this review originally appeared on Good Reads
Dracula is, like Frankenstein, a book that has influenced so much of our pop culture that we don’t even question that we know the facts of the book without having even read it. Before having read Dracula, I’d experienced Interview with a Vampire (book and movie), Discworld’s vampires, Dracula: Dead and Loving It, Blade, Buffy the Vampire Slayer (TV Show, not movie), Vampire Hunter D OAV, From Dusk til Dawn, the Twilight Series (exposed to bits and pieces by the wife), and countless Hanna-Barberra or Saturday Morning cartoons that had vampire characters. In a lot of ways I knew about the original Dracula by what these other works of entertainment had done differently. For it seemed to be a game among authors and directors to take delight in having a scene in which one of the characters thinks he knows just how to kill or keep vampires away only to be chastised by the Vampire for believing such silly nonsense. So I set about reading Dracula, noting the differences from what we’ve come to know about Dracula.
Before we get to that, I just wanted to reflect on the book as I would with any other book. The book is told as a series of diary entries. At first I wasn’t sure if I’d like that, but it didn’t bother me at all in the end. It also afforded Bram Stoker a chance to revisit events through the point of view of different characters. On interesting artifact about it is that it guarantees that the author of the diary entry survived whatever ordeal he or she was documenting. After all, dead people can’t write in their diary. That doesn’t mean that whoever writes one is guaranteed to live through the entire book, just at least as long as his or her entry.
The book is modern enough that the language is not an issue (unlike Shakespeare, who is also often trying to show us how clever he is). At any rate, the version of the book I was reading (Barnes and Noble Classic) was very well annotated. That is, I think, the only justification for buying a book long out of copyright. Otherwise you’re better off just grabbing it from The Gutenburg Project.
Interestingly, and perhaps on the same level as the now-famous killing off of the lead in Psycho in the first few minutes, for a book titled Dracula, there is very little appearance of the evil guy. In fact, although I didn’t do any calculations, I’d say that the book is easily 80% absent any direct presence of Dracula. He appears here and there and causes things to happen which the rest of the characters then spend most of the book responding to. In a way it makes him a much more insidious enemy because you don’t read about what he’s doing, rather, you see the results.
Last random bits:
I’m glad that, unlike modern horror, none of the characters is forced to carry the idiot ball – in other words, considering the characters are all intelligent men, none of them does stupid stuff simply so that the plot can advance by people getting attacked, etc.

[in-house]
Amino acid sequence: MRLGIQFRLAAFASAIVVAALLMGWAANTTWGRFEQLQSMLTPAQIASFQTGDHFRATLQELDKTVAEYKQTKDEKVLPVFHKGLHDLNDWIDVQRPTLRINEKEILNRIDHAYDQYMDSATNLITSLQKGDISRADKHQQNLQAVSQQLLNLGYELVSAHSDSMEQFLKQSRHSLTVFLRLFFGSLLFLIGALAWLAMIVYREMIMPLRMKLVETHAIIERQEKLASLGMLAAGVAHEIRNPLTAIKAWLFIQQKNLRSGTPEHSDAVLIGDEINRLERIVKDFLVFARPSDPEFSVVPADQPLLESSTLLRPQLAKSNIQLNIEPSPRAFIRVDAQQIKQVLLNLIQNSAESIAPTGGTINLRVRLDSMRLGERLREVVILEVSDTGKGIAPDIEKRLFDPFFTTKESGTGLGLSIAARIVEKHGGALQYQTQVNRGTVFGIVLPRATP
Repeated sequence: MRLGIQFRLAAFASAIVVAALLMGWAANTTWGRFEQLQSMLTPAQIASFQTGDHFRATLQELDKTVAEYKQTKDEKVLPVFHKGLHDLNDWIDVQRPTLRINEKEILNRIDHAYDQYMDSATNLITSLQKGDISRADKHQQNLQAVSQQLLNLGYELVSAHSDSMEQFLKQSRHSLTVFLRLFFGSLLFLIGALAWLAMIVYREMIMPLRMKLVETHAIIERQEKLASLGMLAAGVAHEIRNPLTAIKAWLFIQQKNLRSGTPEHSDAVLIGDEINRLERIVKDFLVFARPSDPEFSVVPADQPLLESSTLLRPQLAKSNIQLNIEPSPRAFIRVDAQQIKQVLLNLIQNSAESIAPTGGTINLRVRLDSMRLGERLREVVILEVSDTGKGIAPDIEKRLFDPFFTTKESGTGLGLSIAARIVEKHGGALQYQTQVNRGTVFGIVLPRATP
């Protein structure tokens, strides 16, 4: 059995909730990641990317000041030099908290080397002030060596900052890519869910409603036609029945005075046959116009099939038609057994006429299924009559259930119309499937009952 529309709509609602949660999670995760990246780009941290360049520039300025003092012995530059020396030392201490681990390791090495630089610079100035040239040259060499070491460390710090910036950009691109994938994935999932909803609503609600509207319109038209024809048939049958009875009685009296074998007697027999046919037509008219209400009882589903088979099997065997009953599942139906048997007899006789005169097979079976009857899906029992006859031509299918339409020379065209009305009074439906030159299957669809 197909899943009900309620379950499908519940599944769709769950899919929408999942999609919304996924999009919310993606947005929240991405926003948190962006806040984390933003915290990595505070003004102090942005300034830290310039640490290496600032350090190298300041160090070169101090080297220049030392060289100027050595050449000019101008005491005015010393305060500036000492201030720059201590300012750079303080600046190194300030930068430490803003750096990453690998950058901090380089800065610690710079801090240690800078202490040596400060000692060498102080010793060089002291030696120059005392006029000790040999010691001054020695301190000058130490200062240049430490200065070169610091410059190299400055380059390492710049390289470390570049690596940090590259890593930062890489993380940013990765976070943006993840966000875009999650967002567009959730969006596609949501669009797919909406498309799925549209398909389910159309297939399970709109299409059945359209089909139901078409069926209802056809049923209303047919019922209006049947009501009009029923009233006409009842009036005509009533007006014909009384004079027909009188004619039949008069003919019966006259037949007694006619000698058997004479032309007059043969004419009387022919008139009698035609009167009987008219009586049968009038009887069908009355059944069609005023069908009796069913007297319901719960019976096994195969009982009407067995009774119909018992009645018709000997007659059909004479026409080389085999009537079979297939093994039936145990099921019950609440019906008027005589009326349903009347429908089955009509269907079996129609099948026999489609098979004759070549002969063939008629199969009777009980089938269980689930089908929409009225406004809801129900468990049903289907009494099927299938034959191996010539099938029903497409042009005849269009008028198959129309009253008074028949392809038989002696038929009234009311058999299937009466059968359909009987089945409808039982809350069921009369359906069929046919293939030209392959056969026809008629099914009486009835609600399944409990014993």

There’s some disturbing stuff in this book that is a product of its time. In the same way that the old Disney, Tom and Jerry, and Warner Brothers cartoons have extremely racist jokes including, but not limited to, blackface, Dracula suffers from the time period in which it is written. There are numerous references to phrenology, questionable psychology, and other things we find intolerable nowadays. The most egregious is how the men are always praising Mina for being smart…..for a woman. I know that for the 1800s it’s meant to be high praise, but reading it in 2011 it just sounds so wrong.
There are references Arabian Nights, Hamlet, Macbeth, Othello. Pinch to wake from dream – a character asks for someone to do this to them. The book mentions slang and American who uses word “ain’t”. I loved the quote “perfect torrent of love-making” – which is actually based on the fact that making love used to mean flirting. The quote “lock, stock, and barrel” is at least as old as Dracula. There is mention of Salvation Army, customs officers and chess. And, surprising for me as I’d just finished playing Monkey Island 2: grog is a real drink! (rum and water)
Finally, the ending is a LITTLE bit stretched out. I found myself yelling “get on with it!” at my nook.
OK, now I’m going to go into the differences and tropes. I’m going to mark this section as spoilers just in case.
Differences from the Usual Vampire Depictions
-has a moustache – I’ve never seen him depicted with any facial hair
-materializing – not only can Dracula take on the form of a bat, but he can also take the form of mist and other forms
-no coffin – Dracula doesn’t stay in a coffin. Rather he appears (at least as I read it) to just stay in packing boxes
-can walk around in daylight just fine (with reduced powers)
Tropes that started with (or were popularized by) Dracula
-Vamps move super fast
-Dracula tells Jonathan to “enter freely and of your own will”
-Vampires have fangs
-Vampires have no reflection
-Thunderstorms go together with bad things happening
-Garlic keeps vampires away
-To kill a vampire: Stake in heart, Cut off head, and take out heart
-Vampires need to be invited into your home
-Dracula needs soil from homeland in his new homes
-Dead vamps turn to dust
-Need to die to become a vampire (contrast with Interview with a Vampire) – this is why they are trying to keep Lucy from dying
-Mentions Vlad as ancestor of Dracula – (turns out to be the truth in the same way that Darth Vader killed Anakin)
Overall, Dracula is a great book that has held up very well over the the past century and then some. It’s worth a read so you can see where it all started.